Court sentences editor in absentia for five years in prison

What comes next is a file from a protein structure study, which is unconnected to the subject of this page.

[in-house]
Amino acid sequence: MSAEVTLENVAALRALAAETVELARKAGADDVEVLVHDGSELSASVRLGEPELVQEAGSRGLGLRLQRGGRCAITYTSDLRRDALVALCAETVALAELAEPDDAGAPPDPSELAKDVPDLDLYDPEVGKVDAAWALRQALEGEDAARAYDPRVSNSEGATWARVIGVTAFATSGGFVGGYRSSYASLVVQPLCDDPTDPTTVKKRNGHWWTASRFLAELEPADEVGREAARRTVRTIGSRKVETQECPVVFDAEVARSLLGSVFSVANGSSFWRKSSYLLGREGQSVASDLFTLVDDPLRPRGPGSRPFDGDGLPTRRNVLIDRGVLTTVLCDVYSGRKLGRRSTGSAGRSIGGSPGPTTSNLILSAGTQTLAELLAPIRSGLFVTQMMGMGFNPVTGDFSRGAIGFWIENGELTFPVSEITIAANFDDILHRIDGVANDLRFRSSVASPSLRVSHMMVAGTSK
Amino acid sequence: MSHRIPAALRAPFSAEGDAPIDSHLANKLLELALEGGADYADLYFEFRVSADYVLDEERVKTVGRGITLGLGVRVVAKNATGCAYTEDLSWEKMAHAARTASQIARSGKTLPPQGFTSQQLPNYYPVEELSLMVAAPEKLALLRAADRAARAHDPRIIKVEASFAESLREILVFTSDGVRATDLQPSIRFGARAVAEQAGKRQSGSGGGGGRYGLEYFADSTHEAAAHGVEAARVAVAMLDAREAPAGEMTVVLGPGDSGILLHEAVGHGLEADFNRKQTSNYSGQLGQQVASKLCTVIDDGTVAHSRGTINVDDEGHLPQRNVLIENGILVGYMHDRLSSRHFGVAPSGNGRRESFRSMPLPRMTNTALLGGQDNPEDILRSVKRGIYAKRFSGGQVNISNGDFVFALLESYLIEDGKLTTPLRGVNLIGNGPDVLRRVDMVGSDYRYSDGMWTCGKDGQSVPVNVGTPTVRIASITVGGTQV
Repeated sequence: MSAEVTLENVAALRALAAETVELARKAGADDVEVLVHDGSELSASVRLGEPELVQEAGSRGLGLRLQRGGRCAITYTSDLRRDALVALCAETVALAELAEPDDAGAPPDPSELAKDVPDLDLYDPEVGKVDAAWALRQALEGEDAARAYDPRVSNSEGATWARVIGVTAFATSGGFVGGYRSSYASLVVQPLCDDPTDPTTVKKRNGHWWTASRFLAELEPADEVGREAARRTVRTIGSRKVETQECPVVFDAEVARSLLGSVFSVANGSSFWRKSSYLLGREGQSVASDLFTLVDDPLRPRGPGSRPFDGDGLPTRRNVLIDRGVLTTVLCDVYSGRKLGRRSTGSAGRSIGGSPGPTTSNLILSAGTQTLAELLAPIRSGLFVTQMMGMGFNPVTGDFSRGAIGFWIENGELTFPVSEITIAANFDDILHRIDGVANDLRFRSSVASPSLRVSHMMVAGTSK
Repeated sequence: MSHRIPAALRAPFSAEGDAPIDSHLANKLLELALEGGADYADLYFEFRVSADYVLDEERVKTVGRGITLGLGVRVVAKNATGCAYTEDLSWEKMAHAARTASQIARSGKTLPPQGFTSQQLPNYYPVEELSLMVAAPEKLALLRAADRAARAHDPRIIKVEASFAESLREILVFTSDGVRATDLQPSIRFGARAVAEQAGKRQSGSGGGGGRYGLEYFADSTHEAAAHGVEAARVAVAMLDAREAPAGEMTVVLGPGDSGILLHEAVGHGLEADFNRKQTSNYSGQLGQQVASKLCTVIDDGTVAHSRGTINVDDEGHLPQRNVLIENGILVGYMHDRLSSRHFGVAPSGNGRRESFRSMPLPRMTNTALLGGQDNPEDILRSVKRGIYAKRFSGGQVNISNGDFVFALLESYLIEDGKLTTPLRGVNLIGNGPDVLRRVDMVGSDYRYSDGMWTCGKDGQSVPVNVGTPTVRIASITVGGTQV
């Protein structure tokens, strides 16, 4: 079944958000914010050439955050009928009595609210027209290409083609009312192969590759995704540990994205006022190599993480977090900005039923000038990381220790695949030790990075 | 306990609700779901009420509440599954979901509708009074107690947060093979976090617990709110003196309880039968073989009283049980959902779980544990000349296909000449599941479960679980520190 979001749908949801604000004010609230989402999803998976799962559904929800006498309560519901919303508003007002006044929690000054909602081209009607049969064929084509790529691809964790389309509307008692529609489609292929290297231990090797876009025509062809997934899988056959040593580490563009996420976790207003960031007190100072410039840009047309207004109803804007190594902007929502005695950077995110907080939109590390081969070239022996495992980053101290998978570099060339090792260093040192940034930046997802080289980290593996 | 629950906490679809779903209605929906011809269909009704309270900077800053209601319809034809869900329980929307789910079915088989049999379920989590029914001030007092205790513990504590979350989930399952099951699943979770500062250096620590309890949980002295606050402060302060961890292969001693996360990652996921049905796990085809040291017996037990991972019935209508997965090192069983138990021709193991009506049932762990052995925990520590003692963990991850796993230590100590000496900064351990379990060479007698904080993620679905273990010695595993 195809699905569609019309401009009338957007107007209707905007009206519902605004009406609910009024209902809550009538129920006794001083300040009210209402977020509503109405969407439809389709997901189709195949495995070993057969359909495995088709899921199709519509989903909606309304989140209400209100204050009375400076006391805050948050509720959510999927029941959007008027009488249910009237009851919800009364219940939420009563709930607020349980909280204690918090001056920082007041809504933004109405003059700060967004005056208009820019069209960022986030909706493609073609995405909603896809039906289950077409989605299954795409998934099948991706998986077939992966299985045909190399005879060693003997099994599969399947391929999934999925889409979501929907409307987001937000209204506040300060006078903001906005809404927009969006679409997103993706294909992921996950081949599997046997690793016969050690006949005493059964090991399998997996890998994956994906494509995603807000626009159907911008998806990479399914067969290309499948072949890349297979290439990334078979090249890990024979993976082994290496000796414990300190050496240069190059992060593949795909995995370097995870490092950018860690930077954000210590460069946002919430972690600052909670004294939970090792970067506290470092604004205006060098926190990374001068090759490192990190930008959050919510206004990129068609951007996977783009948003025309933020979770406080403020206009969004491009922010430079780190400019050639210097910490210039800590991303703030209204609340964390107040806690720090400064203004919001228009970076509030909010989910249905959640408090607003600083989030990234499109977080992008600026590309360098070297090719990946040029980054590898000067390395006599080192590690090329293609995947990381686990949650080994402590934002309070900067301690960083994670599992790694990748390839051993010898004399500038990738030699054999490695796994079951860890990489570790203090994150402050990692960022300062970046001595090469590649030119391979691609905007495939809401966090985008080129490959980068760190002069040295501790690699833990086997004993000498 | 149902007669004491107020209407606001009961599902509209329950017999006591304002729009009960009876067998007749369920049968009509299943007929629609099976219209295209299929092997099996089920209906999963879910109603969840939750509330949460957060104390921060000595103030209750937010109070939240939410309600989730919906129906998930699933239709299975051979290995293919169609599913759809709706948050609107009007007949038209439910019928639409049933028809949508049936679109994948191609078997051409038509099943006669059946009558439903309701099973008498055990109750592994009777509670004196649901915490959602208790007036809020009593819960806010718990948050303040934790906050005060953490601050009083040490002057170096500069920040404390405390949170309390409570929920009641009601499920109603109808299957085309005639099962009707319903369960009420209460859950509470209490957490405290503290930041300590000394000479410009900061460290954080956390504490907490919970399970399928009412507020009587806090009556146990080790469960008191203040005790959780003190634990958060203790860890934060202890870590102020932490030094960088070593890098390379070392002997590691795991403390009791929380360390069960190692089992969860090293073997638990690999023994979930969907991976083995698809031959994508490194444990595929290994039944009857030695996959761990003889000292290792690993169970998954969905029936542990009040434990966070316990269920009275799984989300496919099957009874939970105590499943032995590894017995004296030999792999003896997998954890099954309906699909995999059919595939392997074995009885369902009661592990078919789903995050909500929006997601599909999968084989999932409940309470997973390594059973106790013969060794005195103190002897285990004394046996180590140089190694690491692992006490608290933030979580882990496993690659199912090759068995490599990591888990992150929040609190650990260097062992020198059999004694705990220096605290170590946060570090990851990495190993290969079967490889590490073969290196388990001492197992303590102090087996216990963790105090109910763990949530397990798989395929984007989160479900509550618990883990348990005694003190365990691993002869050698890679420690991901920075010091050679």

first_img February 23, 2021 Find out more Organisation News Reporters Without Borders is outraged to learn that a Tripoli court sentenced Amara Abdallah Al-Khitabi, the editor of the privately-owned newspaper Al-Umma, in absentia to five years in prison and ordered him to pay 250,000 dinars in damages for allegedly defaming judicial officials. RSF_en News Receive email alerts LibyaMiddle East – North Africa to go further On Libyan revolution’s 10th anniversary, authorities urged to guarantee press freedom Well-known Libyan journalist missing since his arrest Follow the news on Libya December 17, 2019 Find out more June 24, 2020 Find out more November 28, 2014 – Updated on January 20, 2016 Court sentences editor in absentia for five years in prison News Charged with criminal libel for publishing a list of allegedly corrupt judges and prosecutors in November 2012, Khitabi, 68, was convicted of criminal libel on 17 August but the sentence was not notified to him and his lawyer until last week.“Khitabi does not deserve to go to prison for publishing this list”, Reporters Without Borders deputy programme director Virginie Dangles said. “We urge the Libyan authorities to overturn this decision and to drop the case.”Arrested in December 2012, Khitabi refused to reveal where he got the list. But, according to the information obtained by Reporters Without Borders, it had already been posted on social network sites before Al-Umma published it. The judicial officials on the list were said to have taken bribes or obtained money illicitly from other sources.He was charged under article 195 of the Gaddafi-era criminal code, which is very controversial and repressive. The interim parliament, known as the General National Congress, passed an amendment to the criminal code on 5 February 2014 but it did not provide any additional guarantees for freedom of expression.After four months in prison, Khitabi was released in April 2013 on medical grounds, but was ordered to remain at home and was banned from travelling abroad.His lawyer, Ramadan Salem, plans to file an appeal on the grounds that the sentence has been issued at time when Tripoli’s courts are paralyzed because of clashes between rival militias.According to Human Rights Watch, as well as jailing Khitabi and ordering him to pay damages to each of the five plaintiffs who brought the case, the court also banned him from practicing journalism while serving his sentence, and ordered that the withdrawal of his civil rights should continue for a year after his release.Khitabi is on the list of “100 information heroes” that Reporters Without Borders compiled for this year’s World Press Freedom Day (3 May).Libya is ranked 137th out of 180 countries in the 2014 press freedom index of organization. Help by sharing this information LibyaMiddle East – North Africa Six imprisoned journalists to finally appear in court in Istanbul Newslast_img read more